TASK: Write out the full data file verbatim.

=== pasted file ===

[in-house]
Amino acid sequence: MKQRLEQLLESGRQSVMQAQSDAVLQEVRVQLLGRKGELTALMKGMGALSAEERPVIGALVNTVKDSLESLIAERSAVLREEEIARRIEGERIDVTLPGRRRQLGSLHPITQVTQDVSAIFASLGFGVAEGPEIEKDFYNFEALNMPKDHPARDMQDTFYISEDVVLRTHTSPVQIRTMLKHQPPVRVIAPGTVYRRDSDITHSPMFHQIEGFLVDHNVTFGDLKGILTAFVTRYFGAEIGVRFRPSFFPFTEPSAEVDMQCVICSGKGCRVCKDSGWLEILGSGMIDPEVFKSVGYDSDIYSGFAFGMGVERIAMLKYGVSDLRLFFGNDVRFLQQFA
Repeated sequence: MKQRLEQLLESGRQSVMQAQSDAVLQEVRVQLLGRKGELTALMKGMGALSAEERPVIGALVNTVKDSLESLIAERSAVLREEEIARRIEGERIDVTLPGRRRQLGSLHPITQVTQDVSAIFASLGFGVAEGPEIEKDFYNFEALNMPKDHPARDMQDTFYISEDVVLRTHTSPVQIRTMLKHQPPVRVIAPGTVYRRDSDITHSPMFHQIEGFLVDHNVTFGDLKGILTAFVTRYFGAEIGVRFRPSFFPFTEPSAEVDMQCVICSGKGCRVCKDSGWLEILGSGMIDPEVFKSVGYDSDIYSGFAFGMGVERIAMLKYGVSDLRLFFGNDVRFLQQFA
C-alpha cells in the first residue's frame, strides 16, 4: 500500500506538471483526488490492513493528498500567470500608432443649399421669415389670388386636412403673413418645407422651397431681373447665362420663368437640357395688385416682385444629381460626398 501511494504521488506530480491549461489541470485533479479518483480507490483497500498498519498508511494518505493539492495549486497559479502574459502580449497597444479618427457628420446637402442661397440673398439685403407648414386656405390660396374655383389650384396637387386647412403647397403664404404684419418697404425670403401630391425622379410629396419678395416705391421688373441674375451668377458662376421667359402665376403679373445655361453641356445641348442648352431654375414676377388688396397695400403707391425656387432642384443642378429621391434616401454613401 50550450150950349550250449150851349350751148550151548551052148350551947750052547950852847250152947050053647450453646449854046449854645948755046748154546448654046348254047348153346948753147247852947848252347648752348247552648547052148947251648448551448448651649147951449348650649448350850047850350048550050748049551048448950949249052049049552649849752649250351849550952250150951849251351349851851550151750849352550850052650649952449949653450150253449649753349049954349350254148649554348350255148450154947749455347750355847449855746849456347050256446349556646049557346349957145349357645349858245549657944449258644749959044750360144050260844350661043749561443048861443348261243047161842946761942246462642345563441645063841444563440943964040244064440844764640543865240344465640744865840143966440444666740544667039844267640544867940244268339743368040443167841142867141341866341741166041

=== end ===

[in-house]
Amino acid sequence: MKQRLEQLLESGRQSVMQAQSDAVLQEVRVQLLGRKGELTALMKGMGALSAEERPVIGALVNTVKDSLESLIAERSAVLREEEIARRIEGERIDVTLPGRRRQLGSLHPITQVTQDVSAIFASLGFGVAEGPEIEKDFYNFEALNMPKDHPARDMQDTFYISEDVVLRTHTSPVQIRTMLKHQPPVRVIAPGTVYRRDSDITHSPMFHQIEGFLVDHNVTFGDLKGILTAFVTRYFGAEIGVRFRPSFFPFTEPSAEVDMQCVICSGKGCRVCKDSGWLEILGSGMIDPEVFKSVGYDSDIYSGFAFGMGVERIAMLKYGVSDLRLFFGNDVRFLQQFA
Repeated sequence: MKQRLEQLLESGRQSVMQAQSDAVLQEVRVQLLGRKGELTALMKGMGALSAEERPVIGALVNTVKDSLESLIAERSAVLREEEIARRIEGERIDVTLPGRRRQLGSLHPITQVTQDVSAIFASLGFGVAEGPEIEKDFYNFEALNMPKDHPARDMQDTFYISEDVVLRTHTSPVQIRTMLKHQPPVRVIAPGTVYRRDSDITHSPMFHQIEGFLVDHNVTFGDLKGILTAFVTRYFGAEIGVRFRPSFFPFTEPSAEVDMQCVICSGKGCRVCKDSGWLEILGSGMIDPEVFKSVGYDSDIYSGFAFGMGVERIAMLKYGVSDLRLFFGNDVRFLQQFA
C-alpha cells in the first residue's frame, strides 16, 4: 500500500506538471483526488490492513493528498500567470500608432443649399421669415389670388386636412403673413418645407422651397431681373447665362420663368437640357395688385416682385444629381460626398 501511494504521488506530480491549461489541470485533479479518483480507490483497500498498519498508511494518505493539492495549486497559479502574459502580449497597444479618427457628420446637402442661397440673398439685403407648414386656405390660396374655383389650384396637387386647412403647397403664404404684419418697404425670403401630391425622379410629396419678395416705391421688373441674375451668377458662376421667359402665376403679373445655361453641356445641348442648352431654375414676377388688396397695400403707391425656387432642384443642378429621391434616401454613401 50550450150950349550250449150851349350751148550151548551052148350551947750052547950852847250152947050053647450453646449854046449854645948755046748154546448654046348254047348153346948753147247852947848252347648752348247552648547052148947251648448551448448651649147951449348650649448350850047850350048550050748049551048448950949249052049049552649849752649250351849550952250150951849251351349851851550151750849352550850052650649952449949653450150253449649753349049954349350254148649554348350255148450154947749455347750355847449855746849456347050256446349556646049557346349957145349357645349858245549657944449258644749959044750360144050260844350661043749561443048861443348261243047161842946761942246462642345563441645063841444563440943964040244064440844764640543865240344465640744865840143966440444666740544667039844267640544867940244268339743368040443167841142867141341866341741166041